UPDATE: Akron mom released early from jail in school residency case
Most of us at BlackVoices are familiar with the case of Kelley Williams-Bolar, the Ohio mother of two who was sent to jail for sending her children to the "wrong" school district. Williams-Bolar was sentenced to 10 days in jail, three years probation and community service for using her father's address to avoid sending her kids to the school she considered to be dangerous and inadequate. At AOL BlackVoices, we were one of the first to hit the issue nationally, and fortunately, other media outlets are starting to take notice.
In addition to being sent to jail, Williams-Bolar and her father are being charged with fourth-degree grand theft of school services. As a consequence of her conviction, Williams-Bolar will never be allowed to teach in the state of Ohio, which is the profession she was pursing. The judge also made it clear that she was sending Williams-Bolar to jail as an example for other parents thinking about doing the same thing.
The case sparked a firestorm of national controversy and conversation about educational inequality and the notion that a mother had to break the law in order to give her daughters access to a quality education. Millions of parents expressed support for Williams-Bolar, for they too could recall their own parents making the same sacrifices for them. There have been Facebook groups created to support Williams-Bolar and change.org has created a petition on her behalf to have her record expunged. The petition drew nearly 20,000 signatures over a three-day period and is growing by the second.
Yesterday, I got a call from CNN's 'AC360,' and it appears that we will get the chance to talk about the Williams-Bolar case on the show tonight. This is in addition to other media outlets from as far as Japan that have called me about the matter. I was happy to see the national media pick up this story because it is far bigger than one person. It is really about addressing the fundamental human rights violations that lead to a two-tiered racialized reality in America when it comes to our economic, educational and criminal justice systems.
Black family wealth being significantly lower than that of white families (due to slavery and Jim Crow) reminds us that had Williams-Bolar been a wealthy woman from the suburbs, it is highly unlikely that she would have been used as an example by the court. I am compelled to believe that the prosecutor would have used his discretion to keep this incident from permanently staining her record and would not have forced this law-abiding mother to endure the dehumanization of walking around in a dirty jailhouse jump suit for nearly two weeks.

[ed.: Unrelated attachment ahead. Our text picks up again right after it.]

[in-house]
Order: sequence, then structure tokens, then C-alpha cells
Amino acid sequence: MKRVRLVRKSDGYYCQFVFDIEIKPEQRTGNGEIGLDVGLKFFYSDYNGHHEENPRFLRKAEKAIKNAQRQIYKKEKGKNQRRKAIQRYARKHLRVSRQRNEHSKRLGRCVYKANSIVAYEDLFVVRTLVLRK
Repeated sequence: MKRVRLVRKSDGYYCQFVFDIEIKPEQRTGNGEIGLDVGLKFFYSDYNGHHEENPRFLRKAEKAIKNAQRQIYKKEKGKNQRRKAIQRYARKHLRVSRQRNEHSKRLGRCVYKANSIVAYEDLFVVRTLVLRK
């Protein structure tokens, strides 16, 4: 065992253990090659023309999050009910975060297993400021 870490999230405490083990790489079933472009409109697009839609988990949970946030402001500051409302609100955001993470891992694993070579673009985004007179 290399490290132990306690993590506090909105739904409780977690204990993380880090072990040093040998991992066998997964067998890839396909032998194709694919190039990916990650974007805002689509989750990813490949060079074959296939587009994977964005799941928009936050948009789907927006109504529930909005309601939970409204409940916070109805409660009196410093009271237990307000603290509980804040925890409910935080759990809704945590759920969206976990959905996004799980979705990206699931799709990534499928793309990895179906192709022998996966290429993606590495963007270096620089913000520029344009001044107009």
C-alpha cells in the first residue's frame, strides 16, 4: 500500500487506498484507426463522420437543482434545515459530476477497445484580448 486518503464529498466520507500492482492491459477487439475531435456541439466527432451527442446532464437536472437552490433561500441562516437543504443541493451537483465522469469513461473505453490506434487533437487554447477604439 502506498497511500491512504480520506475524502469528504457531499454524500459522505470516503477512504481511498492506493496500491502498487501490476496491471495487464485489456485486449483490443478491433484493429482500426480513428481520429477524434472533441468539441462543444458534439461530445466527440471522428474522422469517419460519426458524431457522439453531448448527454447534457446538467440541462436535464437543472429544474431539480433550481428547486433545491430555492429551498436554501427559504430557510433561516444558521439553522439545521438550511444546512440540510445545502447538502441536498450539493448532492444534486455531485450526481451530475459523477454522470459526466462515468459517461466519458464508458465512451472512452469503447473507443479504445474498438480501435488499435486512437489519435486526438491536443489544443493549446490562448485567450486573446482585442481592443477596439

Most white Americans don't have to break the law to get their children access to a good education. But millions of Americans, disproportionately those of color, are being forced to jump the legal fence to sneak their kids into quality academic programs. Having a decent, safe venue of education should be a fundamental American right, not something we have to break the law to receive. While it might have been illegal for Williams-Bolar to fight for her kids to get into a good school, we must remember that it was also once illegal for slaves to learn how to read. My point is that legality is not always the same as morality, so the argument that she's wrong because she broke the law is simply invalid.
This case is clearly about more than just one person. I am not here to vouch for Williams-Bolar or her family, for I am just getting to know them personally and we should be careful to keep our minds focused on the broader issues at hand (in case the powers-that-be attempt to slander Kelley to divert the national media attention). It is about thoroughly examining the structure of our legal, educational and economic systems in America. President Barack Obama, more than a year and a half ago, chose to use the Henry Louis Gates case as an opportunity to argue in favor of an awkward conversation on race that never happened. The problem is that an inconvenience being thrust on one of President Obama's Harvard cronies was hardly the venue for the president to talk about what happens to the common black man or woman in America. But if the president or anyone in Washington wants a real opportunity to talk seriously about racial inequality in America, the Williams-Bolar situation is a textbook case of what is racially wrong with our society. I hope that the Congressional Black Caucus, the NAACP, the National Action Network and other major organizations get involved in this case. It is an opportunity to help millions of people.
Dr. Boyce Watkins is the founder of the Your Black World Coalition and a Scholarship in Action resident of the Institute for Black Public Policy. To have Dr. Boyce's commentary delivered to your e-mail, please click here.